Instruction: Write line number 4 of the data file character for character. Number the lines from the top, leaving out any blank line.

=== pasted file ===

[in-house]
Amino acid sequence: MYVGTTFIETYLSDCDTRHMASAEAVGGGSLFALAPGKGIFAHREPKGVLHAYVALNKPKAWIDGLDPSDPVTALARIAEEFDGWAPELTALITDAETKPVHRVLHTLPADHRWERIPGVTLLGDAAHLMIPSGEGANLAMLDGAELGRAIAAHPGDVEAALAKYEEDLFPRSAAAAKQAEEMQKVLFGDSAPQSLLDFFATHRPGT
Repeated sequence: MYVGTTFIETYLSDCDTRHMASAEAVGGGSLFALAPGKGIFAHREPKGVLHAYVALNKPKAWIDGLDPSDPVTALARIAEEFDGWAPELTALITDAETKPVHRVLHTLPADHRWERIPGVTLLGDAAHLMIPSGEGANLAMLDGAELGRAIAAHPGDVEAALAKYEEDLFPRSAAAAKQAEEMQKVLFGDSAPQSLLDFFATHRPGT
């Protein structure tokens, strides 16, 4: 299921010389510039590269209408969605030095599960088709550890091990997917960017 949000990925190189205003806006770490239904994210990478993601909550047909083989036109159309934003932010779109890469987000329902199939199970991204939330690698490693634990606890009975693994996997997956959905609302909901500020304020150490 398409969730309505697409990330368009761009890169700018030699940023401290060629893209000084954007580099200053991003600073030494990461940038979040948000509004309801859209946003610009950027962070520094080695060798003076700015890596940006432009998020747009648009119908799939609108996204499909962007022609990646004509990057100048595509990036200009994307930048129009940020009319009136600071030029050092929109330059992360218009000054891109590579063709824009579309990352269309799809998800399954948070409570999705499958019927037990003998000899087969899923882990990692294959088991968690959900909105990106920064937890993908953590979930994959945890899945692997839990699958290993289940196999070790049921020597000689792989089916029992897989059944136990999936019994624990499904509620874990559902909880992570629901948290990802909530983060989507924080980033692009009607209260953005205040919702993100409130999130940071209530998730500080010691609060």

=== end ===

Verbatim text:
């Protein structure tokens, strides 16, 4: 299921010389510039590269209408969605030095599960088709550890091990997917960017 949000990925190189205003806006770490239904994210990478993601909550047909083989036109159309934003932010779109890469987000329902199939199970991204939330690698490693634990606890009975693994996997997956959905609302909901500020304020150490 398409969730309505697409990330368009761009890169700018030699940023401290060629893209000084954007580099200053991003600073030494990461940038979040948000509004309801859209946003610009950027962070520094080695060798003076700015890596940006432009998020747009648009119908799939609108996204499909962007022609990646004509990057100048595509990036200009994307930048129009940020009319009136600071030029050092929109330059992360218009000054891109590579063709824009579309990352269309799809998800399954948070409570999705499958019927037990003998000899087969899923882990990692294959088991968690959900909105990106920064937890993908953590979930994959945890899945692997839990699958290993289940196999070790049921020597000689792989089916029992897989059944136990999936019994624990499904509620874990559902909880992570629901948290990802909530983060989507924080980033692009009607209260953005205040919702993100409130999130940071209530998730500080010691609060």